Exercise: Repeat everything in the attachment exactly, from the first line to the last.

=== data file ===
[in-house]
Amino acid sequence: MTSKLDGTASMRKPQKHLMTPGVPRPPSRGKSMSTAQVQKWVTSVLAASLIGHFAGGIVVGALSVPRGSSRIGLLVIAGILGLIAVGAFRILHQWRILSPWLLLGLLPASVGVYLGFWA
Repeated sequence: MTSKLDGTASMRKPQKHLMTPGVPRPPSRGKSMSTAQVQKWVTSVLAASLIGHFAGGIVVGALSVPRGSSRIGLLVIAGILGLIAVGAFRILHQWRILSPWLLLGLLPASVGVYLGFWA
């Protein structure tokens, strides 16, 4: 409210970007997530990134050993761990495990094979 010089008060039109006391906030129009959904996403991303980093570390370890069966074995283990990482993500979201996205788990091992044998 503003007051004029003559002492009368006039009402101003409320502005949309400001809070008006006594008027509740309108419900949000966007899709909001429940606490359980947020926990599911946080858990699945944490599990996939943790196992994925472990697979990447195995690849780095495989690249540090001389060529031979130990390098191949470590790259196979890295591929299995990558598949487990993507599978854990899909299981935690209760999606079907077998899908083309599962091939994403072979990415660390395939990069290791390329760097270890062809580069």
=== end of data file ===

[in-house]
Amino acid sequence: MTSKLDGTASMRKPQKHLMTPGVPRPPSRGKSMSTAQVQKWVTSVLAASLIGHFAGGIVVGALSVPRGSSRIGLLVIAGILGLIAVGAFRILHQWRILSPWLLLGLLPASVGVYLGFWA
Repeated sequence: MTSKLDGTASMRKPQKHLMTPGVPRPPSRGKSMSTAQVQKWVTSVLAASLIGHFAGGIVVGALSVPRGSSRIGLLVIAGILGLIAVGAFRILHQWRILSPWLLLGLLPASVGVYLGFWA
């Protein structure tokens, strides 16, 4: 409210970007997530990134050993761990495990094979 010089008060039109006391906030129009959904996403991303980093570390370890069966074995283990990482993500979201996205788990091992044998 503003007051004029003559002492009368006039009402101003409320502005949309400001809070008006006594008027509740309108419900949000966007899709909001429940606490359980947020926990599911946080858990699945944490599990996939943790196992994925472990697979990447195995690849780095495989690249540090001389060529031979130990390098191949470590790259196979890295591929299995990558598949487990993507599978854990899909299981935690209760999606079907077998899908083309599962091939994403072979990415660390395939990069290791390329760097270890062809580069």